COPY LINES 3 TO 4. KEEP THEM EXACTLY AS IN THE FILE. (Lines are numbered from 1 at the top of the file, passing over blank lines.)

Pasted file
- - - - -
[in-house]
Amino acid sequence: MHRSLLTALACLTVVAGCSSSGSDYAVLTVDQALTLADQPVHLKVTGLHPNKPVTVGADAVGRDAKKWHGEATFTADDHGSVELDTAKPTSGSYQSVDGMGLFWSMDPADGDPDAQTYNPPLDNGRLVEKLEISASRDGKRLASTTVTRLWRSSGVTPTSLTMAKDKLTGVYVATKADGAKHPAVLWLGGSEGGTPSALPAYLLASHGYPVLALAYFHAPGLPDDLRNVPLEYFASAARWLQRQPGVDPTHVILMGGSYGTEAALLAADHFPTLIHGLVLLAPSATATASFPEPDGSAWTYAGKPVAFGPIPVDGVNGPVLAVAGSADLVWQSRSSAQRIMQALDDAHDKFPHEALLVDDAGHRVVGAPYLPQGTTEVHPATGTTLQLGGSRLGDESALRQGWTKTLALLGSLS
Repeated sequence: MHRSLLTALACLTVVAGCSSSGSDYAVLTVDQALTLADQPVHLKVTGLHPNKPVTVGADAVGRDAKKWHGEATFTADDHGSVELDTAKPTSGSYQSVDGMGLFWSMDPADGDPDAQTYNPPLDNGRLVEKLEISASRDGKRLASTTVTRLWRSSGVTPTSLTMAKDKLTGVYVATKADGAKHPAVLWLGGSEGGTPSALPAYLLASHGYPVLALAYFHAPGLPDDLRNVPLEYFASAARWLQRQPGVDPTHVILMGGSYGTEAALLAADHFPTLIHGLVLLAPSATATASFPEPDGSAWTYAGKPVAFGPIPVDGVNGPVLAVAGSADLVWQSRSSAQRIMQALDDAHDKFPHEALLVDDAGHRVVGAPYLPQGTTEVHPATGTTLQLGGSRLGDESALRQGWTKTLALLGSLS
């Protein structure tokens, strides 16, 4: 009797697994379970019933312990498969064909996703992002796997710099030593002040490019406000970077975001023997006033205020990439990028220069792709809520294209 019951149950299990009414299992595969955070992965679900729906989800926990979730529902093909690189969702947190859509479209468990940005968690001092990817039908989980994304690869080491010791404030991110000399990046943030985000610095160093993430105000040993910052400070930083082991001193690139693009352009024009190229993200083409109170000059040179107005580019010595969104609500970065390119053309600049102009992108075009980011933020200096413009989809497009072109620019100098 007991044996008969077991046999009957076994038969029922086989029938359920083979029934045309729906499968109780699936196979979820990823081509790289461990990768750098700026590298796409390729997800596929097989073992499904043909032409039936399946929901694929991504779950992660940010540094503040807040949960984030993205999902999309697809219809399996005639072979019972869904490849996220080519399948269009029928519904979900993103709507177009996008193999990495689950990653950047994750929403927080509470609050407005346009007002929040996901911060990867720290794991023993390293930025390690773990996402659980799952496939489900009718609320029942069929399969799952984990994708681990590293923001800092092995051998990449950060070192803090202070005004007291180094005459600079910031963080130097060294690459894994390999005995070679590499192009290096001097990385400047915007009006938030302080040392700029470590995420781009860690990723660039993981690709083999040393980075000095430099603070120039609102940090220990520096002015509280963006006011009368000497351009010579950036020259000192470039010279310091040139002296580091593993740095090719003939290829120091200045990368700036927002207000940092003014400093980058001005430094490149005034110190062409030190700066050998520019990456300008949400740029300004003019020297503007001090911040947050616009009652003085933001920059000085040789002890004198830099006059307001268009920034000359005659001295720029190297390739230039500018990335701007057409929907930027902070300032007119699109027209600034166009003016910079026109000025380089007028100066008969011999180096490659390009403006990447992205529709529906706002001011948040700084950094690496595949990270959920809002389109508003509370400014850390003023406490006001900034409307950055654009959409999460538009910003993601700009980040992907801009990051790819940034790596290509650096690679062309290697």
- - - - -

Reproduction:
Repeated sequence: MHRSLLTALACLTVVAGCSSSGSDYAVLTVDQALTLADQPVHLKVTGLHPNKPVTVGADAVGRDAKKWHGEATFTADDHGSVELDTAKPTSGSYQSVDGMGLFWSMDPADGDPDAQTYNPPLDNGRLVEKLEISASRDGKRLASTTVTRLWRSSGVTPTSLTMAKDKLTGVYVATKADGAKHPAVLWLGGSEGGTPSALPAYLLASHGYPVLALAYFHAPGLPDDLRNVPLEYFASAARWLQRQPGVDPTHVILMGGSYGTEAALLAADHFPTLIHGLVLLAPSATATASFPEPDGSAWTYAGKPVAFGPIPVDGVNGPVLAVAGSADLVWQSRSSAQRIMQALDDAHDKFPHEALLVDDAGHRVVGAPYLPQGTTEVHPATGTTLQLGGSRLGDESALRQGWTKTLALLGSLS
């Protein structure tokens, strides 16, 4: 009797697994379970019933312990498969064909996703992002796997710099030593002040490019406000970077975001023997006033205020990439990028220069792709809520294209 019951149950299990009414299992595969955070992965679900729906989800926990979730529902093909690189969702947190859509479209468990940005968690001092990817039908989980994304690869080491010791404030991110000399990046943030985000610095160093993430105000040993910052400070930083082991001193690139693009352009024009190229993200083409109170000059040179107005580019010595969104609500970065390119053309600049102009992108075009980011933020200096413009989809497009072109620019100098 007991044996008969077991046999009957076994038969029922086989029938359920083979029934045309729906499968109780699936196979979820990823081509790289461990990768750098700026590298796409390729997800596929097989073992499904043909032409039936399946929901694929991504779950992660940010540094503040807040949960984030993205999902999309697809219809399996005639072979019972869904490849996220080519399948269009029928519904979900993103709507177009996008193999990495689950990653950047994750929403927080509470609050407005346009007002929040996901911060990867720290794991023993390293930025390690773990996402659980799952496939489900009718609320029942069929399969799952984990994708681990590293923001800092092995051998990449950060070192803090202070005004007291180094005459600079910031963080130097060294690459894994390999005995070679590499192009290096001097990385400047915007009006938030302080040392700029470590995420781009860690990723660039993981690709083999040393980075000095430099603070120039609102940090220990520096002015509280963006006011009368000497351009010579950036020259000192470039010279310091040139002296580091593993740095090719003939290829120091200045990368700036927002207000940092003014400093980058001005430094490149005034110190062409030190700066050998520019990456300008949400740029300004003019020297503007001090911040947050616009009652003085933001920059000085040789002890004198830099006059307001268009920034000359005659001295720029190297390739230039500018990335701007057409929907930027902070300032007119699109027209600034166009003016910079026109000025380089007028100066008969011999180096490659390009403006990447992205529709529906706002001011948040700084950094690496595949990270959920809002389109508003509370400014850390003023406490006001900034409307950055654009959409999460538009910003993601700009980040992907801009990051790819940034790596290509650096690679062309290697």